How can pharmaceutical firms optimise their operations? In an industry characterised by constant flux, it is a question that logistics experts ask on a daily basis. Shipping times, sifting through documentation and improving interdepartmental relations are all priorities – but capitalising on tech-driven platforms remains a slow process in many organisations. Uncertainty around the value and costs associated with transitioning persists.

Change, however, is happening rapidly, and firms are responding in a variety of ways. For example, one trend with significant logistical implications is re-evaluation of Active Pharmaceutical Ingredient (API) sourcing and onshoring. According to a recent GlobalData survey conducted across North America, Europe, and the Asia-Pacific (APAC) region, over 20% of North American respondents expressed a willingness to shift greater proportions of API manufacturing to the countries where their headquarters or main clients are based. This shift is driven by a desire for increased supply chain security, with over 40% of respondents asserting that onshoring would enhance their resilience to disruption.

The emergence of new therapies, particularly in the realm of cell and gene therapies, is also forcing logistics managers to rethink their approach to clinical trial supply chains. Research from McKinsey indicates a seismic shift, with these innovative therapies projected to represent 36% of product launches by 2025, up from 16% in 2021. Novel medicines demand new materials, new storage solutions and new compliance measures to ensure they are safe – all of which puts logistics providers on the frontline.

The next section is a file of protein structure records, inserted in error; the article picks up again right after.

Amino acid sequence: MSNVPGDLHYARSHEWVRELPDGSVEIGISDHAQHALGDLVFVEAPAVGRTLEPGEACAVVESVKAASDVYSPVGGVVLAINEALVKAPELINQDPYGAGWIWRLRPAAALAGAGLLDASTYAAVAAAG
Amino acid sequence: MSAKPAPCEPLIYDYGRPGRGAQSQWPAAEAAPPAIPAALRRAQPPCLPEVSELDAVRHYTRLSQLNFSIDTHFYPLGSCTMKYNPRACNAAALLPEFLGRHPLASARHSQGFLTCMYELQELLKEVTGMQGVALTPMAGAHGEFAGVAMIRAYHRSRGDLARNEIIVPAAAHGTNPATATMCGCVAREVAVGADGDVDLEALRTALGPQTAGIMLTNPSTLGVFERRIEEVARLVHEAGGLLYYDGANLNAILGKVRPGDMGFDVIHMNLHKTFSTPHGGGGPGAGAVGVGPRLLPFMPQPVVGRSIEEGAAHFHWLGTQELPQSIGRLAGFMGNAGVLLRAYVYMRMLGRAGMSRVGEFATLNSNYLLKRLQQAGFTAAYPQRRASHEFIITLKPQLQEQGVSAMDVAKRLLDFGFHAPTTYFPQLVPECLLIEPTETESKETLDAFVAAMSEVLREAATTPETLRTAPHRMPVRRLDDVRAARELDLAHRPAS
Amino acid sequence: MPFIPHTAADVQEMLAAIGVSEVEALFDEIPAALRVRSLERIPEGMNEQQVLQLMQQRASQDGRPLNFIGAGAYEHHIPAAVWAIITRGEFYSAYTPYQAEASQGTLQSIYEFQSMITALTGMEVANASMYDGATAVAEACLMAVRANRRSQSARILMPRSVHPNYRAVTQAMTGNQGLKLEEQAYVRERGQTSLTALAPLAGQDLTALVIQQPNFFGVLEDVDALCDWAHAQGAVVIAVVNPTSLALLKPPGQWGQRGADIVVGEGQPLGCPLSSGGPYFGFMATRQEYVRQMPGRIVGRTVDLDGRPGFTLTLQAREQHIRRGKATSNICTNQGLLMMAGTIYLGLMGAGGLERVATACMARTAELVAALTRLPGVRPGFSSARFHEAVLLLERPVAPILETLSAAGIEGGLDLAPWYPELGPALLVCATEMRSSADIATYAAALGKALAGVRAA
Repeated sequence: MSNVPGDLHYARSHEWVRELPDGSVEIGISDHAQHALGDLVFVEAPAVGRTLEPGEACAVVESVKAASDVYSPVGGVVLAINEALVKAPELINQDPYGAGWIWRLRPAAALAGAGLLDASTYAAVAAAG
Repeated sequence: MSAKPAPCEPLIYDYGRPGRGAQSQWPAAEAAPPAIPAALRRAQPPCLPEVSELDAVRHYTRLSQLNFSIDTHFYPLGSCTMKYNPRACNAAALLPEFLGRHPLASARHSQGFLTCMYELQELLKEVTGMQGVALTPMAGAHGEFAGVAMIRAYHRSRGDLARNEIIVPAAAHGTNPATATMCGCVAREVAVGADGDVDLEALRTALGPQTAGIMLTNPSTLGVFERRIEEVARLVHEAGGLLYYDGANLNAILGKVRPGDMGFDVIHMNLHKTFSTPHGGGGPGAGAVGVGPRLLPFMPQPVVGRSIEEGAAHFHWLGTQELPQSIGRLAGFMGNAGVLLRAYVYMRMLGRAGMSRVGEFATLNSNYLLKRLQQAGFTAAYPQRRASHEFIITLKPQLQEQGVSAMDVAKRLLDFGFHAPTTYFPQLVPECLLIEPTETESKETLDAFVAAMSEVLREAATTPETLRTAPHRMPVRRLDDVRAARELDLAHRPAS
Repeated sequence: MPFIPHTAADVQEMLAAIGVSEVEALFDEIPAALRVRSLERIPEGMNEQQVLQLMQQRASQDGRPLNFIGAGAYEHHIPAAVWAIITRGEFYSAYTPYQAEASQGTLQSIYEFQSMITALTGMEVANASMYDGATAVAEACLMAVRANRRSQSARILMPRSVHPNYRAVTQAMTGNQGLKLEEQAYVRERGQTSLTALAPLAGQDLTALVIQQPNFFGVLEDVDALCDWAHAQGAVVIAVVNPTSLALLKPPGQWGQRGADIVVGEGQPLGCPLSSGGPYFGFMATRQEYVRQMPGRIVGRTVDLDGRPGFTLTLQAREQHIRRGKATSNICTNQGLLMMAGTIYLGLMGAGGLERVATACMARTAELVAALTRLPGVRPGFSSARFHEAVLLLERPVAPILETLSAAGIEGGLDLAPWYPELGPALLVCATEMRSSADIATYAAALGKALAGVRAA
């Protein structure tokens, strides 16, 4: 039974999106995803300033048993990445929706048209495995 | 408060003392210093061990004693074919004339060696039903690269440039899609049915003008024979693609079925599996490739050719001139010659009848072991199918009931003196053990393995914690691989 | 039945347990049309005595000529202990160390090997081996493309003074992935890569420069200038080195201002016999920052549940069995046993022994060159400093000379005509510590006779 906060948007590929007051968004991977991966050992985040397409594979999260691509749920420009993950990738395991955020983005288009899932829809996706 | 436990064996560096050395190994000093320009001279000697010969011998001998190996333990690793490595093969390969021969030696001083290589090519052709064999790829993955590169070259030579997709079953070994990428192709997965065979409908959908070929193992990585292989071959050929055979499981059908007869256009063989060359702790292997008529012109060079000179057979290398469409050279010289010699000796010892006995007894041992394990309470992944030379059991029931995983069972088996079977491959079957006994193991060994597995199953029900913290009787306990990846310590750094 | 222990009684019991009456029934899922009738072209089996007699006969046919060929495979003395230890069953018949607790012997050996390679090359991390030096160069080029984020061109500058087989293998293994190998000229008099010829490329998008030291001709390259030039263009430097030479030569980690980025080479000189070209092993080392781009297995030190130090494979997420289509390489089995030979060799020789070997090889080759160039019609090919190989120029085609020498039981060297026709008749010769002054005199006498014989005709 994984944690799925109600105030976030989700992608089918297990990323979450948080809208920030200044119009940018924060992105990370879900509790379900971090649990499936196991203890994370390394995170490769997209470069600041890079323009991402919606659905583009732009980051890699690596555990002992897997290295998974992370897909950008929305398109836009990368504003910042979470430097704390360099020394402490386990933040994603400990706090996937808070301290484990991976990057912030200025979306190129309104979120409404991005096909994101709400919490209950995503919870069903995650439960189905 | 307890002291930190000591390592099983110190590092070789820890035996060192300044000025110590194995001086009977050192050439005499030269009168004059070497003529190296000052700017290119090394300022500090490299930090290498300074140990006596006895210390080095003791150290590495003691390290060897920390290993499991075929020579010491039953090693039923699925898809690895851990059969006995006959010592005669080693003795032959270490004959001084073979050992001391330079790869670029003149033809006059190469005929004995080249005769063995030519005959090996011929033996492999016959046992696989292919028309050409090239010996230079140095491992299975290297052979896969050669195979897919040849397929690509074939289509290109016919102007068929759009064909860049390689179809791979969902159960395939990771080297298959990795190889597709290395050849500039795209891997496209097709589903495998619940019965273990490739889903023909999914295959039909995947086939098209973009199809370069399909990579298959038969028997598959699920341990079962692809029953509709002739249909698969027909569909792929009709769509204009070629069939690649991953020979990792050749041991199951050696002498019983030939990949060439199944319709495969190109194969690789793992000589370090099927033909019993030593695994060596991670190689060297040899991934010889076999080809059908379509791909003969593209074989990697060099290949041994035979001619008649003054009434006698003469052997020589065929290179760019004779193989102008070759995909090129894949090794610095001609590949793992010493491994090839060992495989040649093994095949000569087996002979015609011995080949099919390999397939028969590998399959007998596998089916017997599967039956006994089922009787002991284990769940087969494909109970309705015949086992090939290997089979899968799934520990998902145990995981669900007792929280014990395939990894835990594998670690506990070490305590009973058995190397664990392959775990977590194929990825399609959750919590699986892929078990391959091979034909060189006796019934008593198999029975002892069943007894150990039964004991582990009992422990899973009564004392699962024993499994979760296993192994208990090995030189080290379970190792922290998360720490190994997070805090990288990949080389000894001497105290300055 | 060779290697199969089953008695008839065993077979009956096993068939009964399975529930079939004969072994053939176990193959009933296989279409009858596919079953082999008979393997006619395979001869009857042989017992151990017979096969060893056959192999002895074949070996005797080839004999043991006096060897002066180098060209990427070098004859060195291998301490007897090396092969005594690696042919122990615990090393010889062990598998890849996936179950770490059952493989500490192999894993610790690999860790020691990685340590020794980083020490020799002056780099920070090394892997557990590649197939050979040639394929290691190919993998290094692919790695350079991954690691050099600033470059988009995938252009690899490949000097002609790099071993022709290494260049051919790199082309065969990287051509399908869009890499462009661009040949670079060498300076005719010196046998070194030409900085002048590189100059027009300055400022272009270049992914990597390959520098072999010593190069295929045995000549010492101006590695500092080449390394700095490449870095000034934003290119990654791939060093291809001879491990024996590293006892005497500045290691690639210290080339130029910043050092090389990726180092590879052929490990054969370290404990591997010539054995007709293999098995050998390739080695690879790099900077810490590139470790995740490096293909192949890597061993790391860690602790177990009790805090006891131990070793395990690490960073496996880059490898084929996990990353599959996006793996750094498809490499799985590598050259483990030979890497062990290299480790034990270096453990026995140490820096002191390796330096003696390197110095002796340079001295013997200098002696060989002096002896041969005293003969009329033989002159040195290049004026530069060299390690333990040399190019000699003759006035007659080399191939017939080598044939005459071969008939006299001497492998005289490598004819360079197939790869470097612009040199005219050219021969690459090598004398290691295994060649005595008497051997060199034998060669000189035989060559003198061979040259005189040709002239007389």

And the challenge of responding to the rise of AI is a perennial topic. Opportunities abound: currently, drug development can stretch over decades and costs can spiral into the billions. AI heralds a procedural paradigm shift. GlobalData’s “Artificial Intelligence in Pharmaceuticals” report, published in September 2023, surveyed hundreds of healthcare professionals and found that AI’s transformative impact was by far the favoured technology for driving industry impact over the coming year. Pharmaceutical companies can streamline target identification, drug design and lead generation with AI; logistics providers gain unprecedented visibility, monitoring, and intervention capabilities from AI-enabled tools. Whether they are ready to implement them is another matter – integrating them across supply chains is a big task for which more conservatively-minded operations departments may be ill-prepared.

These are just some of the changes that are catalysing shifts in the world of operations. But the chance to optimise should be met with pragmatism – if stakeholders know where to start and how to prioritise the panoply of opportunities on offer.

The optimisation toolkit

The phrase “industry 4.0” has been used to describe the impact automation, AI and machine learning are having on manufacturing. It is a phenomenon affecting every part of the supply chain and the logistical glue holding it together. To keep the connections strong, there are a few things operational chiefs need to bear in mind.

The internet of things – IoT – has emerged as a pivotal tool, offering real-time visibility and tracking capabilities that can get pharmaceutical shipments to their destinations faster and more securely than ever before. By passively gathering data through shipment and even product-specific sensors, IoT enables precise monitoring of variables like location, temperature and light, ensuring strict compliance with stringent transportation requirements. Such real-time insight empowers decision-makers to respond swiftly to disruptions by deploying alternative transportation methods to meet market demands.